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It's been a couple of years since we last tested any products from Michael Angelo's - and even then one of the items we reviewed was a revisiting of a product, their Chicken Parmesan, that we had previously reviewed in 2008.
It seems that they curate their meals well, and by that I mean that they seem to have chosen to have a limited number of products so they can focus on quality. (Who knows if that's actually what they're doing, but it looks that way.) The two Gourmet Bowls we are reviewing today represent a completely new product line for Michael Angelo's, and we were pleased to see that the two we picked off the shelf are fairly moderate in terms of sodium.
Our first item, the Meat Lasagna Bolognese, has the most sodium of the two, at 340 calories, 600 milligrams of sodium, and 2 grams of fiber.
For a moment the panel was confused: the label says "lasagna" and there are rotini pasta here. Evidently it's supposed to taste like lasagna, even though the word "lasagna" means both the layered pasta dish as well as the actual wide sheets of pasta used to make the dish.
But we can overlook questions of semantics, because this is good. Quite possibly the best pasta dish we've ever tested.
The dish has a fantastic, savory fennel scent (the sausage) and the sauce has a dark tomato and beef flavor punctuated by spicy fennel sausage bits. The rotini pasta is just right: al dente. There's just enough ricotta cheese on top to mix throughout the bowl and make everything "stroodley enough," according to a panelist. (With that term they seem to have been referring to the cheese's tendency to extrude between the dish and the utensil.)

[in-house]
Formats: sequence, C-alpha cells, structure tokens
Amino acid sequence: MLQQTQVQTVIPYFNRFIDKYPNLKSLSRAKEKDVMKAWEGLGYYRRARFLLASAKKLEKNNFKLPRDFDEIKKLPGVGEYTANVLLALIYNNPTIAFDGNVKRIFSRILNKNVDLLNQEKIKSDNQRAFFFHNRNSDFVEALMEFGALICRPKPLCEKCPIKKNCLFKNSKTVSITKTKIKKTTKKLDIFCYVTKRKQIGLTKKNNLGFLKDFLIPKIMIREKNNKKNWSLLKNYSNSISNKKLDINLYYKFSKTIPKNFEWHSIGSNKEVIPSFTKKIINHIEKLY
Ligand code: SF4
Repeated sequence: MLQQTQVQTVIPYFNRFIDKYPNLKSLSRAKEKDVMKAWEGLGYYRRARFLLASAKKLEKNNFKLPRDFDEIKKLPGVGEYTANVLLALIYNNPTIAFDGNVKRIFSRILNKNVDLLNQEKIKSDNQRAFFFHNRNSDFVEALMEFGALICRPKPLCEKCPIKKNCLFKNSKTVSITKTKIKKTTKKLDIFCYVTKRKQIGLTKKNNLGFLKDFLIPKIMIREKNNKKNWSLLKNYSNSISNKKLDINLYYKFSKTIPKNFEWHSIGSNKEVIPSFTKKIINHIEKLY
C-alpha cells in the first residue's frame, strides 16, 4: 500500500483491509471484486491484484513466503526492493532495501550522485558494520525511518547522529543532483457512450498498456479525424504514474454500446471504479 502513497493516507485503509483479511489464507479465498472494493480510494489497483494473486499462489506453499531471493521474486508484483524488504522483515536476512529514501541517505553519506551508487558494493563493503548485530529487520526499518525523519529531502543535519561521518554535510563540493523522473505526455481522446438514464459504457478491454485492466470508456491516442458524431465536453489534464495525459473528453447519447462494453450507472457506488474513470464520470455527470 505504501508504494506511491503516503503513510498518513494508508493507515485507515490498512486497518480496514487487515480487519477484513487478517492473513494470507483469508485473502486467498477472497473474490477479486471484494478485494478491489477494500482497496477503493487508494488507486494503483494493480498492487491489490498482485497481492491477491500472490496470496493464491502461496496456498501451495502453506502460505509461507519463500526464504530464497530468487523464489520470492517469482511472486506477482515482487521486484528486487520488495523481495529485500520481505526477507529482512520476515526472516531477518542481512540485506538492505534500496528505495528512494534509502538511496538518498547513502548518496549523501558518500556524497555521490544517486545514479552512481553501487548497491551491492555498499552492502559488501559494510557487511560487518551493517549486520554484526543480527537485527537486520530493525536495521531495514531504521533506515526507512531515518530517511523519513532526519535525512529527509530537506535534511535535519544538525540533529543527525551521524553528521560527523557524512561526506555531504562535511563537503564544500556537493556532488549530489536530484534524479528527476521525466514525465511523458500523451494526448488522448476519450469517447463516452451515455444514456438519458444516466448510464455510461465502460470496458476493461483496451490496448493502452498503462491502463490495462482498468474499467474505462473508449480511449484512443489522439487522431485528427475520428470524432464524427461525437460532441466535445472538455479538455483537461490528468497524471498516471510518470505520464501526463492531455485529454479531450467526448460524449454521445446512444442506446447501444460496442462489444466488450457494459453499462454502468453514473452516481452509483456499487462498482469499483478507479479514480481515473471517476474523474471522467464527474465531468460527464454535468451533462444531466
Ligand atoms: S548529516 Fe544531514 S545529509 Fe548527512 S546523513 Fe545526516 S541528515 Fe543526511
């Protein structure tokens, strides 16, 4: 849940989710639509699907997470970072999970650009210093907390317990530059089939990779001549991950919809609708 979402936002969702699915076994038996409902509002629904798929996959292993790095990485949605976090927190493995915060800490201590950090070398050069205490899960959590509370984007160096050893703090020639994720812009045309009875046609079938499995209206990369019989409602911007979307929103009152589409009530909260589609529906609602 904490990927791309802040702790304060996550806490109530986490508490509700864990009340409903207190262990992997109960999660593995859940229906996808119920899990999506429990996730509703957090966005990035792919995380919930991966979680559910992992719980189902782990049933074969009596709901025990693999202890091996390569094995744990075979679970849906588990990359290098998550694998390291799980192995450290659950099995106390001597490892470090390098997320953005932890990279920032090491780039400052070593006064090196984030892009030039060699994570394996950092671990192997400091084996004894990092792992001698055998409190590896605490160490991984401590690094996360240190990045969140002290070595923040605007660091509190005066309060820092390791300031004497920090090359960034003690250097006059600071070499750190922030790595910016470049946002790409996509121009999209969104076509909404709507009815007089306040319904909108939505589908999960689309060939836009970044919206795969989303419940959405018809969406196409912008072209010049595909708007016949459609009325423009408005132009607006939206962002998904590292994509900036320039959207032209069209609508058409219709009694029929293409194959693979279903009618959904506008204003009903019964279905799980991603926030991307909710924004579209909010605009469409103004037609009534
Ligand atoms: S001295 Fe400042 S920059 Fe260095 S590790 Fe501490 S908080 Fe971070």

This is truly excellent and the panel said they would be happy to receive this in a good Italian restaurant. Strongly recommended by one and all.
After that truly exceptional bowl of pasta, the panel was excited about the Chicken Cavatappi with Broccoli (290 calories, 580 mg sodium, 3g fiber).
And certainly some elements were similar: the pasta is beautifully al dente (nearly unheard-of with microwaved, frozen meals), and the broccoli are also al dente (okay, we were looking for good things to say).
The broccoli you see in that picture above? That's all the broccoli in the dish. I'd be surprised if there were a half-ounce of broccoli in the meal. Sure, it's nicely cooked, with a bit of crunch, but by no stretch of the imagination is that anything anywhere close to even a single serving of vegetables.
The little strips of chicken have obviously fake grill marks, although they are tender and flavorful enough (if a bit on the dry side), and the sauce starts out quite thin right out of the microwave, then thickens up as it cools for the recommended 2 minutes.
The problem is that the sauce is so nondescript. It's "basically tomato paste whisked into some cream," as one panelist described it, and there's not a hint of other spices, from garlic to basil to oregano.
Sure, this allows the flavor of the broccoli to come through, but there's not enough broccoli for anyone to care. There are other, better pasta dishes to have for lunch. Don't bother with this one.
Review posted: June 28, 2019